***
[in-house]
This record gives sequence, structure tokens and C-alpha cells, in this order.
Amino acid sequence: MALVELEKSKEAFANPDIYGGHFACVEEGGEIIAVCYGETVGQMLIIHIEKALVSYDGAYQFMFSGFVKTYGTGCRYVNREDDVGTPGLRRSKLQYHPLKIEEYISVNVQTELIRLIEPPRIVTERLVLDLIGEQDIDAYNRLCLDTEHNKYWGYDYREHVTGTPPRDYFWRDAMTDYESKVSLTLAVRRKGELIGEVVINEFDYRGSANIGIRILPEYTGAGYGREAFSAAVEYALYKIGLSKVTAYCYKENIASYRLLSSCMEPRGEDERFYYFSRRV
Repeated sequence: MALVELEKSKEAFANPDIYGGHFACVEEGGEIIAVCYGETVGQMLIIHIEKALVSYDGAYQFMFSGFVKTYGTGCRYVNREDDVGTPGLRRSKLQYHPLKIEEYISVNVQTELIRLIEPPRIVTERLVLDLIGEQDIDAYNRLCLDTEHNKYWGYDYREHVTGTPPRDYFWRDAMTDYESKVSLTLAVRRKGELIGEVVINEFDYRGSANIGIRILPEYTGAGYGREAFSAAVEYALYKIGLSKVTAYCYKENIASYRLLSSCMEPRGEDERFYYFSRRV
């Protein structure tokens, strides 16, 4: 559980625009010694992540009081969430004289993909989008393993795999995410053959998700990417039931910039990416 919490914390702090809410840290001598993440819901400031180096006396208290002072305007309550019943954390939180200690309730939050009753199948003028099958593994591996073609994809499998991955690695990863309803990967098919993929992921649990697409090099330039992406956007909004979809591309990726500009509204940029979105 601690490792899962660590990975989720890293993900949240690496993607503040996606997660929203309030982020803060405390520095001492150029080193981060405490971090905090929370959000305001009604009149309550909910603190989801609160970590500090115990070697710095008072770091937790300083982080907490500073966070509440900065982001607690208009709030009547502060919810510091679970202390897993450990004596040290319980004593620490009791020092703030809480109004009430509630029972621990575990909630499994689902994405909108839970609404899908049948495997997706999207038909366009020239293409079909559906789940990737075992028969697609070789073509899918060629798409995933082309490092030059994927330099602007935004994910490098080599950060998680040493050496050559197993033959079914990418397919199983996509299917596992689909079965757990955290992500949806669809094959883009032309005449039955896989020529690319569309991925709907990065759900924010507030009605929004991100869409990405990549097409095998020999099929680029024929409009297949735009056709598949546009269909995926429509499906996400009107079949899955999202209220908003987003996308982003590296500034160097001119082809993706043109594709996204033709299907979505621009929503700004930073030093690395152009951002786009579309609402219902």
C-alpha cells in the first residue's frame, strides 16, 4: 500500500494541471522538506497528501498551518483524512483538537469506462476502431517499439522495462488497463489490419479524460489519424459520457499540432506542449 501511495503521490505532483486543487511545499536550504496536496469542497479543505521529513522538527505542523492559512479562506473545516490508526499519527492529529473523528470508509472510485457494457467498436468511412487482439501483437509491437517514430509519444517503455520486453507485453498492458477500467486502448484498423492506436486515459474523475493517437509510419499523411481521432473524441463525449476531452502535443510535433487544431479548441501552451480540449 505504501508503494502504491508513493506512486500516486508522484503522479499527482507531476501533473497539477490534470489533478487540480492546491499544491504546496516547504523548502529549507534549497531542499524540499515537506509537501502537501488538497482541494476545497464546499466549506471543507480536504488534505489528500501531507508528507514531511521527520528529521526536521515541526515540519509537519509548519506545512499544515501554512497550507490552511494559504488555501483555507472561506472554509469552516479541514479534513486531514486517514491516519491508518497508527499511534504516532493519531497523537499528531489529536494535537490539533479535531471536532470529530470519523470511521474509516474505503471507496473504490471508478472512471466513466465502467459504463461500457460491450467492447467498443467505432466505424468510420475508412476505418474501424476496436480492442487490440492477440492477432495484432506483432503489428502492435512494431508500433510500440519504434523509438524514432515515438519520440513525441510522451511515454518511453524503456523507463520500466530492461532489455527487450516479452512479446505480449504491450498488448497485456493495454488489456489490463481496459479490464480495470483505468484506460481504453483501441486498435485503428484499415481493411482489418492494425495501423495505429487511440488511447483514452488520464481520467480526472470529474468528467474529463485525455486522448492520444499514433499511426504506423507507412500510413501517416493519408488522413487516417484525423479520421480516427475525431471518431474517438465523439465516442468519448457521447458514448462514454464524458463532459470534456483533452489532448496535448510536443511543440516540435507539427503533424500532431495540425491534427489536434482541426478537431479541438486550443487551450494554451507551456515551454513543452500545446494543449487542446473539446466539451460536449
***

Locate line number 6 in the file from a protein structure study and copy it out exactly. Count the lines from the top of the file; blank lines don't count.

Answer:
C-alpha cells in the first residue's frame, strides 16, 4: 500500500494541471522538506497528501498551518483524512483538537469506462476502431517499439522495462488497463489490419479524460489519424459520457499540432506542449 501511495503521490505532483486543487511545499536550504496536496469542497479543505521529513522538527505542523492559512479562506473545516490508526499519527492529529473523528470508509472510485457494457467498436468511412487482439501483437509491437517514430509519444517503455520486453507485453498492458477500467486502448484498423492506436486515459474523475493517437509510419499523411481521432473524441463525449476531452502535443510535433487544431479548441501552451480540449 505504501508503494502504491508513493506512486500516486508522484503522479499527482507531476501533473497539477490534470489533478487540480492546491499544491504546496516547504523548502529549507534549497531542499524540499515537506509537501502537501488538497482541494476545497464546499466549506471543507480536504488534505489528500501531507508528507514531511521527520528529521526536521515541526515540519509537519509548519506545512499544515501554512497550507490552511494559504488555501483555507472561506472554509469552516479541514479534513486531514486517514491516519491508518497508527499511534504516532493519531497523537499528531489529536494535537490539533479535531471536532470529530470519523470511521474509516474505503471507496473504490471508478472512471466513466465502467459504463461500457460491450467492447467498443467505432466505424468510420475508412476505418474501424476496436480492442487490440492477440492477432495484432506483432503489428502492435512494431508500433510500440519504434523509438524514432515515438519520440513525441510522451511515454518511453524503456523507463520500466530492461532489455527487450516479452512479446505480449504491450498488448497485456493495454488489456489490463481496459479490464480495470483505468484506460481504453483501441486498435485503428484499415481493411482489418492494425495501423495505429487511440488511447483514452488520464481520467480526472470529474468528467474529463485525455486522448492520444499514433499511426504506423507507412500510413501517416493519408488522413487516417484525423479520421480516427475525431471518431474517438465523439465516442468519448457521447458514448462514454464524458463532459470534456483533452489532448496535448510536443511543440516540435507539427503533424500532431495540425491534427489536434482541426478537431479541438486550443487551450494554451507551456515551454513543452500545446494543449487542446473539446466539451460536449